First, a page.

A New Idea for Everytown for Gun Safety

If.Then.Fund is a DC-based start up looking to short-circuit the influence of lobbyists and mega-donors. Their idea is simple. Citizens donate their money not in support of a candidate, but in support of a piece of legislation. Once that piece of legislation is voted on, I.T.F distributes the money equally among the legislators who supported the bill — or the general election opponents of those who opposed (learn more about how it works and its history).

It’s a simple, yet novel, strategy for getting politicians to pay attention to the voices of regular people who can’t write five-figure checks.

If.Then.Fund needs a partner to prove its model and get a big win. Everytown for Gun Safety, Michael Bloomberg’s gun control coalition, should be that partner.

Why Everytown for Gun Safety?

Other well-funded c4 advocacy organizations could also try this tactic (and should), but Everytown is in a unique position that gives it a higher chance for success and greater impact regardless of the outcome. Here’s why:

  • While opinions on gun control overall are split, there are a number of measures (like universal background checks) that enjoy broad public support yet have failed to move through Congress. As such, it’s an issue that is ripe for experimentation with any new models that have the potential to translate public support into political will.
  • As a coalition, Everytown for Gun Safety is an organization with broad support across the country, potentially able to rally donors in every legislative district.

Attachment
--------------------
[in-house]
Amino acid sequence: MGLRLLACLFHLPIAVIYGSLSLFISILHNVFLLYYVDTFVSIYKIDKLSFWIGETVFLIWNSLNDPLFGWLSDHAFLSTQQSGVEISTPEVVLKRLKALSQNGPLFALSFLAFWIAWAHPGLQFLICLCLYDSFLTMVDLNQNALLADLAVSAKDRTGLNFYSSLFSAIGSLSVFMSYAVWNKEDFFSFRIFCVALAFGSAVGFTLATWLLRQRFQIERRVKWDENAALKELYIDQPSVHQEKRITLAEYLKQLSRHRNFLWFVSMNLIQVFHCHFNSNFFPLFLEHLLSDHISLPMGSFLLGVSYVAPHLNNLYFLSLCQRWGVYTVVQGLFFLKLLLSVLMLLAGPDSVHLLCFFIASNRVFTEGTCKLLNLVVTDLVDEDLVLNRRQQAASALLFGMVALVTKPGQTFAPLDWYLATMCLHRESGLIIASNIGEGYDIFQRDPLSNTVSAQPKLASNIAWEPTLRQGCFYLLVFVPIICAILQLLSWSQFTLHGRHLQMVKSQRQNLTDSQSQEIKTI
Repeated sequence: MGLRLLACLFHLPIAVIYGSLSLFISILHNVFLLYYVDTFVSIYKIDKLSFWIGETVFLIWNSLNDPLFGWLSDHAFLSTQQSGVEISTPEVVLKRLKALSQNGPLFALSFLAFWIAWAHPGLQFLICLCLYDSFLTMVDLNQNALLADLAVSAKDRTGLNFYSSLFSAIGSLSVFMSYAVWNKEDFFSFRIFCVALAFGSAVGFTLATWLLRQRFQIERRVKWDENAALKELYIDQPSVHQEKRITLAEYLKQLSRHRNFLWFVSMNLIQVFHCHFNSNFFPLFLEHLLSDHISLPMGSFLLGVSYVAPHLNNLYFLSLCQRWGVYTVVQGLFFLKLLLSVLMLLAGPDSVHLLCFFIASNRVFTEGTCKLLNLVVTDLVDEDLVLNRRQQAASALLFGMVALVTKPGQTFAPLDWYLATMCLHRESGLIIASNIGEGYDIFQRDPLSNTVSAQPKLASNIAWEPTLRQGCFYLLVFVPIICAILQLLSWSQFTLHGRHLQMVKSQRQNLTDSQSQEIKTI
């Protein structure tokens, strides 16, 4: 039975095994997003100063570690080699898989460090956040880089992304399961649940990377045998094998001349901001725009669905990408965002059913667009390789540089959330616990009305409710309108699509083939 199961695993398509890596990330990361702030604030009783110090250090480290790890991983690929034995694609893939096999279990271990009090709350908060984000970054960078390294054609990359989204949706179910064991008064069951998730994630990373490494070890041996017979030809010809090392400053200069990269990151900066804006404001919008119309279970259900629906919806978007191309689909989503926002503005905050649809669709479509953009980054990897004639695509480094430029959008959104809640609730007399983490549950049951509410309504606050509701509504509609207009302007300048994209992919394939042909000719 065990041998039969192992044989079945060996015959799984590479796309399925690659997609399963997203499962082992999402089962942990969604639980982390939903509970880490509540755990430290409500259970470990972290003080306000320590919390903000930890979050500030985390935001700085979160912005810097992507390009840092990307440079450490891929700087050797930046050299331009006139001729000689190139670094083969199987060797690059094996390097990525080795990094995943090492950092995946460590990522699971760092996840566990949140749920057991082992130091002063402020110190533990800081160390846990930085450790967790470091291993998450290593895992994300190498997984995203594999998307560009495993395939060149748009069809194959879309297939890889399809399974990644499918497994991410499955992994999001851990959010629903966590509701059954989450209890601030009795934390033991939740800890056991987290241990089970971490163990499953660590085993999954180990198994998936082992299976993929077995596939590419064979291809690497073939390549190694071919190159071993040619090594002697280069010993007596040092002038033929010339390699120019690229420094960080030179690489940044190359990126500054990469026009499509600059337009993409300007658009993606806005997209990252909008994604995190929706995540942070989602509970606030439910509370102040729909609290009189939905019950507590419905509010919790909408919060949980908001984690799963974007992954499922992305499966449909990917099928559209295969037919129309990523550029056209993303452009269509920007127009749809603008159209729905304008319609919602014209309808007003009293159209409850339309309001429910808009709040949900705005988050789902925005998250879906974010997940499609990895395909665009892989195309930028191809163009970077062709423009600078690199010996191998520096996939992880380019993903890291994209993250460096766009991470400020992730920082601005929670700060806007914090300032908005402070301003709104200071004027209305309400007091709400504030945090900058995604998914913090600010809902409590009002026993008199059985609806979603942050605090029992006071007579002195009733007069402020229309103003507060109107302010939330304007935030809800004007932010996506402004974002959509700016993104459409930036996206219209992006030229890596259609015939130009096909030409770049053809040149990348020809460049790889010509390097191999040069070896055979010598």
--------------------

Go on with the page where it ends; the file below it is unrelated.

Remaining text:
• Funded by Mike Bloomberg to the tune of $50 million dollars, Everytown doesn’t need to raise money from its supporters, as many c4 nonprofit organizations do, in order to stay afloat. Asking supporters to donate to someone else does not represent a material loss for the organization in the same way that it might for others.
  • The tactic doesn’t discriminate against Republicans or Democrats, satisfying Bloomberg’s need to operate in a bipartisan fashion.
  • Supported by Bloomberg, Everytown has a unique ability to deploy a spokesperson that can turn the outcome of this experiment into national news, increasing the chance of a positive outcome — either in the legislature or in the court of public opinion and the norms of our political system.

How Would It Work?

When the next piece of federal gun control legislation is introduced, Everytown should begin a process of educating its members (via email and social media), about the legislation and about its new partner. Supporters would be directed to visit If.Then.Fund to make donations in support of the legislation. Hopefully, after a series of solicitations, this will yield a rather large sum of money. If the bill passes — awesome (victory!). But if not (the probable outcome), Everytown will have two powerful stories to tell:

  • For those who voted in favor, Everytown can demonstrate tangible public support for those politicians in the form of donations directed through If.Then.Fund. Hopefully this will be a large number, supplied by an equally large number of donors, and will show the benefits of standing up for sensible gun policy.
  • For every legislator who opposed the bill, Everytown can point to the fact that these politicians not only defied the will of their constituents, but left money on the table. And that sum can be compared to the amount of donations they may/may not receive from the gun lobby. What’s more, that money isn’t just left on the table, it’s going into the coffers of their next opponent. It’s a net negative overall for the legislator. Hopefully that would act as an incentive to vote differently in the future.

Will this change the mind of every politician — or even a majority of politicians — on the issue? No. But it may be enough to influence some. And if this tactic catches on in the same way as other distributed campaign fundraising platforms, like Act Blue, maybe we’ll see a small shift in power away from large donors back to the people.

Either way, it’s worth a shot.

One clap, two clap, three clap, forty?

By clapping more or less, you can signal to us which stories really stand out.